IntroductionA war characterized by individual courage and tenacity are the clashes between coastal forces in the years following the collapse of France in 1940. In that year, the Germans gained access to the British Channel, and started to harass merchant shipping alongside Britain's coasts. The Allied in turn continuously engaged the few German convoys passing through the same waters. This battle, which was primarily fought by motortorpedoboats and aircraft, continued almost to the last day of the war. Unknown to many, Dutch crews took an active and successful part in this war of attrition.
The BoatsMotor Torpedo Boats, or MTBs in short, were small, which first showed their teeth during the First World War. In the 1930s, the Germans developed the "Schnellboote", or "E-boats" as the Allied called them. In a remarkably effective series of designs, they combined a speed of 40 knots with armour, a heavy torpedo armament (two tubes and up to four torpedoes) and a wide array of machine-guns (20, 30 and 40 mm). Their Schnellboote were propelled by diesel engines, which proved an advantage in combat. Not only did these give the S-boats an extended range, their fuel was far less flammable than the high-octane gasoline of the British boats.
The British took a different route: the MTBs were smaller, built of wood, with only two torpedoes and fewer guns. Unable to design fast diesel engines, the British equipped their boats with petrol engines, which used highly-flammable high-octane gasoline. Derived from this type were Motor Gun Boats, which did not have torpedoes but a heavier gun armament instead. Clearly, the Allied crews were placed at a disadvantage by the inferior characteristics of their equipment, but they often compensated these shortcomings with aggression.
The men fighting this war were often young, since the physical and mental strain of night fighting was enormous.
Origins of the Dutch MTB-serviceThe Royal Netherlands Navy had recognized the merits of the small MTBs before the war, which fitted perfectly in the contemporary strategic concepts. The small craft could handle themselves against larger opponents, and were especially suited for action against invasion convoys close to shore. The first boats entered service in the late 1920s. These were replaced by twenty boats of British design, which were ordered shortly before the start of the war. The prototype, TM.51, was ordered at a British yard, and this ship took part in the fighting for Rotterdam, during the German invasion in May 1940. As her sisters were still on the slips in Holland, she was the only one to escape to Britian, and took part in several fights in the Channel.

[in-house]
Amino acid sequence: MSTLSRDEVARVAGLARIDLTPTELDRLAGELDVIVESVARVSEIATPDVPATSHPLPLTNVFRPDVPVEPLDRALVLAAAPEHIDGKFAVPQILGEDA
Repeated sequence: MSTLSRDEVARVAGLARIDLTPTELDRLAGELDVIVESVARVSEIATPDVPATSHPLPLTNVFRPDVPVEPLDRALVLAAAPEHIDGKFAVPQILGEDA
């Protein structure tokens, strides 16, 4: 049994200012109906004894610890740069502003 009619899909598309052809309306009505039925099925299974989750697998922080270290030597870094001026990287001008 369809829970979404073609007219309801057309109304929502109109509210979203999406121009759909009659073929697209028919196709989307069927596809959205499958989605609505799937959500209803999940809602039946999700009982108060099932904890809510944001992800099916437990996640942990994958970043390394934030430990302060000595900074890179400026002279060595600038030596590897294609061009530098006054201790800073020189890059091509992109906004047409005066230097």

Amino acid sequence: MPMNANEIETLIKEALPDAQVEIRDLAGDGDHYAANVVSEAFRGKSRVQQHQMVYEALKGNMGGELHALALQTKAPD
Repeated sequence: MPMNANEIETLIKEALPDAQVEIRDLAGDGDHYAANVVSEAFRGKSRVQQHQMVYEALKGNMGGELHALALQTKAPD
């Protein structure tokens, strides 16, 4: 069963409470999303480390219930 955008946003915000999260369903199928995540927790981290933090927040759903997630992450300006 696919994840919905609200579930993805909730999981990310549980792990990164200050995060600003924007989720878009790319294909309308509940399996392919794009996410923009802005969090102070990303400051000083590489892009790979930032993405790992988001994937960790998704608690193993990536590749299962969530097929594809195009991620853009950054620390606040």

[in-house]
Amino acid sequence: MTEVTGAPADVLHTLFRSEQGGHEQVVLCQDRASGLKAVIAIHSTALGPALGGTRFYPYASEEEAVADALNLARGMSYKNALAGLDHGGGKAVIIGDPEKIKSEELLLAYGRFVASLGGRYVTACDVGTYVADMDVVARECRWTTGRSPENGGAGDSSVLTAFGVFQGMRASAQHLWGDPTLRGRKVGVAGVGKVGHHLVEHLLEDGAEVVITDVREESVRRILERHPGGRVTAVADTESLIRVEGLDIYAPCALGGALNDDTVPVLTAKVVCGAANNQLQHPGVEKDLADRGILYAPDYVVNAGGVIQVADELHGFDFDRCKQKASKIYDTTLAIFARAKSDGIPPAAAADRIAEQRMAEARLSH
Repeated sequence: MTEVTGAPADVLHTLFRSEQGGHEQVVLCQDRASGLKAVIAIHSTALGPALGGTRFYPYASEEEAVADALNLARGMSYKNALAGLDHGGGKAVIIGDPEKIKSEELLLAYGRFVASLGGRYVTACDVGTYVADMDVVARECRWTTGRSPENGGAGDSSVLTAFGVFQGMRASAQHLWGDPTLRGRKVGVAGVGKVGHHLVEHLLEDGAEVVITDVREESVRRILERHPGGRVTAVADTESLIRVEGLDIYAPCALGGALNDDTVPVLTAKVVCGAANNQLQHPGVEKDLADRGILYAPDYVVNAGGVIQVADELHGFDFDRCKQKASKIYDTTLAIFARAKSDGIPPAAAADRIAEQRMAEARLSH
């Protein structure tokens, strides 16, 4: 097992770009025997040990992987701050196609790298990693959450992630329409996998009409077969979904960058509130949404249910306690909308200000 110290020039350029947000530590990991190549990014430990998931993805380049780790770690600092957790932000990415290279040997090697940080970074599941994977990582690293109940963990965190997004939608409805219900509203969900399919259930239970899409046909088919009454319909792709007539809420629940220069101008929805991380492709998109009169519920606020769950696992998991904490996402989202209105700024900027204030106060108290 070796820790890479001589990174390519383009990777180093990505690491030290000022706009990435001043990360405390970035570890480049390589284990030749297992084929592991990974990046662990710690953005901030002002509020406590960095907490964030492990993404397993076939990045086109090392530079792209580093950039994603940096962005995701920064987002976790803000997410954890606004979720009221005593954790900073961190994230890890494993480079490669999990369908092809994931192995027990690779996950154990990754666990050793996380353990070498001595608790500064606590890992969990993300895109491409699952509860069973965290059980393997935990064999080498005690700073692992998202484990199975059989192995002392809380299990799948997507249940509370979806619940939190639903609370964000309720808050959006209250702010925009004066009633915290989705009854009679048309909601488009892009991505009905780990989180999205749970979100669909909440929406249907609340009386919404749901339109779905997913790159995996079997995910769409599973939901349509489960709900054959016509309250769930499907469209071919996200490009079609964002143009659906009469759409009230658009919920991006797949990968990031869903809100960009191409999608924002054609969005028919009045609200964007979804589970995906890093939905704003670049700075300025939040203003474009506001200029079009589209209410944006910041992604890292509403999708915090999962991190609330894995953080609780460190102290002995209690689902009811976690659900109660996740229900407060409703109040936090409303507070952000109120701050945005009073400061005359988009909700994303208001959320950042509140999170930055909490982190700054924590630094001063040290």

TM-51 was loaned to the Royal Navy in 1940 and renamed MGB.46, but the boat was returned for duty in the RNN in June, 1941. In September of that year, she took part in a raid by the 3rd MGB-flotilla on a German convoy, which prompted a great deal of interest from London officials. It was then and there that an impulse was given to increase the number of boats in active service. Between March and June, 1942, four boats were commissioned as MTB.203, 204, 235 and 240 for service with the 9th MTB-flotilla. In April 1944, the 2nd MTB-flotilla was commissioned with five Dutch boats: MTB.418, 432, 433, 436 and 437. These were in fact MGBs, which were earmarked for conversion back to MTBs, which apparently never happened. The end of the MTB-service (officially commissioned on January 15, 1944 with at first one, later two flotillas) came soon thereafter; much personnel was needed to form the socalled "Port Parties": small groups of men who were to ready the battered ports of the Netherlands for the import of goods. On September 5, 1944, the Dutch MTB-service was decommissioned, only eight months after it had been founded.
Central figure in this story is Lieutenant-Commander E.H. Larive, and this story wouldn't be complete without at least a short description of his career.
Etienne Henri "Hans" Larive was born on September 23, 1915 in Singapore. In 1934, he went to the naval academy from which he graduated in 1937. In May 1940, he had just returned from his tour of duty in the Netherlands East Indies on board the destroyer Van Galen. The ship arrived in Den Helder just a few days before the German attack on Holland, just in time to be sunk by German bombers near Rotterdam, in an attempt to prevent the German paratroopers from using Waalhaven aerodrome. Larive distinguished himself by calmly navigating the ship through the narrow channel. His conduct inspired others around him.
After the Dutch capitulation, all navy personnel was pressed to promise on their word of honour, not to engage in any hostile activities against the Germans. Larive with a few others bluntly refused, and they were sent to a German concentration camp near Soest, Germany. After a first attempt that failed, but brought him very close to the Swiss border, he tried again, this time from the maximum-security POW-camp at Colditz, and succeeded.
Via Switzerland, Spain and Gibraltar, he reached Great Britain in December 1941, where he requested to be assigned to the Dutch MTBs. During the following two years, he would remain Senior Officer for the Dutch MTB-service, often distinguishing himself during missions. After the service was disbanded in 1944, Larive became head of the Naval Press Agency , a post he held until his retirement in July 1946. He was employed by the Shell company in various positions. During 1950, he wrote his memoirs titled Vannacht varen de Hollanders .